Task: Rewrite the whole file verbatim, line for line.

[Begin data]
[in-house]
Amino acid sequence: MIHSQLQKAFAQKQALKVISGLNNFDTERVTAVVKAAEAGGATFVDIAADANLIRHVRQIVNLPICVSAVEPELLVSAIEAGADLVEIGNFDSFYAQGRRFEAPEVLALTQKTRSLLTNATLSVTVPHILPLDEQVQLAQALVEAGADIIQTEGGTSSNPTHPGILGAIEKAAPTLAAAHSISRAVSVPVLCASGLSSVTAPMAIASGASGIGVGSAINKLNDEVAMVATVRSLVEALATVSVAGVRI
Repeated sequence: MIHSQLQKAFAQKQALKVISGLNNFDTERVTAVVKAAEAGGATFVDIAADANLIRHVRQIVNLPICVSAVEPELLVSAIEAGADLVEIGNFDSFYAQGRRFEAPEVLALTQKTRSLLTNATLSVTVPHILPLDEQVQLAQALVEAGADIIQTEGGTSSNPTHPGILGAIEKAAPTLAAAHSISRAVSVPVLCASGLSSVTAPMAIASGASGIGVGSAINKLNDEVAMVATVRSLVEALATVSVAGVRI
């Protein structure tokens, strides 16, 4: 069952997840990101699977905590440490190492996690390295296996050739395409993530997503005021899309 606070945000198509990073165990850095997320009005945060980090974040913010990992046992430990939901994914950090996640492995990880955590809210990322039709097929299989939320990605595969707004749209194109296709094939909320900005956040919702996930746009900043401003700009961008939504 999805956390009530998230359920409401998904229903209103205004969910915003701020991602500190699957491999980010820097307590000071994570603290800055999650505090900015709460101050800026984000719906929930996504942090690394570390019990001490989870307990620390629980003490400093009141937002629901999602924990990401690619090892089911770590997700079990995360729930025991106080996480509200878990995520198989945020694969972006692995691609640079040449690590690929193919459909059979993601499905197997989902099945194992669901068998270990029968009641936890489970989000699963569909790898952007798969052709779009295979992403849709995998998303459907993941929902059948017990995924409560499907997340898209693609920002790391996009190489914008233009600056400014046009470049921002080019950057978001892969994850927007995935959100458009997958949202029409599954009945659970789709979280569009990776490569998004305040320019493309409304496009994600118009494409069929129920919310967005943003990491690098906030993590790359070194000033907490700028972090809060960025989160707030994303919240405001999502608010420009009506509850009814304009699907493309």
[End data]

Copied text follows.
[in-house]
Amino acid sequence: MIHSQLQKAFAQKQALKVISGLNNFDTERVTAVVKAAEAGGATFVDIAADANLIRHVRQIVNLPICVSAVEPELLVSAIEAGADLVEIGNFDSFYAQGRRFEAPEVLALTQKTRSLLTNATLSVTVPHILPLDEQVQLAQALVEAGADIIQTEGGTSSNPTHPGILGAIEKAAPTLAAAHSISRAVSVPVLCASGLSSVTAPMAIASGASGIGVGSAINKLNDEVAMVATVRSLVEALATVSVAGVRI
Repeated sequence: MIHSQLQKAFAQKQALKVISGLNNFDTERVTAVVKAAEAGGATFVDIAADANLIRHVRQIVNLPICVSAVEPELLVSAIEAGADLVEIGNFDSFYAQGRRFEAPEVLALTQKTRSLLTNATLSVTVPHILPLDEQVQLAQALVEAGADIIQTEGGTSSNPTHPGILGAIEKAAPTLAAAHSISRAVSVPVLCASGLSSVTAPMAIASGASGIGVGSAINKLNDEVAMVATVRSLVEALATVSVAGVRI
């Protein structure tokens, strides 16, 4: 069952997840990101699977905590440490190492996690390295296996050739395409993530997503005021899309 606070945000198509990073165990850095997320009005945060980090974040913010990992046992430990939901994914950090996640492995990880955590809210990322039709097929299989939320990605595969707004749209194109296709094939909320900005956040919702996930746009900043401003700009961008939504 999805956390009530998230359920409401998904229903209103205004969910915003701020991602500190699957491999980010820097307590000071994570603290800055999650505090900015709460101050800026984000719906929930996504942090690394570390019990001490989870307990620390629980003490400093009141937002629901999602924990990401690619090892089911770590997700079990995360729930025991106080996480509200878990995520198989945020694969972006692995691609640079040449690590690929193919459909059979993601499905197997989902099945194992669901068998270990029968009641936890489970989000699963569909790898952007798969052709779009295979992403849709995998998303459907993941929902059948017990995924409560499907997340898209693609920002790391996009190489914008233009600056400014046009470049921002080019950057978001892969994850927007995935959100458009997958949202029409599954009945659970789709979280569009990776490569998004305040320019493309409304496009994600118009494409069929129920919310967005943003990491690098906030993590790359070194000033907490700028972090809060960025989160707030994303919240405001999502608010420009009506509850009814304009699907493309």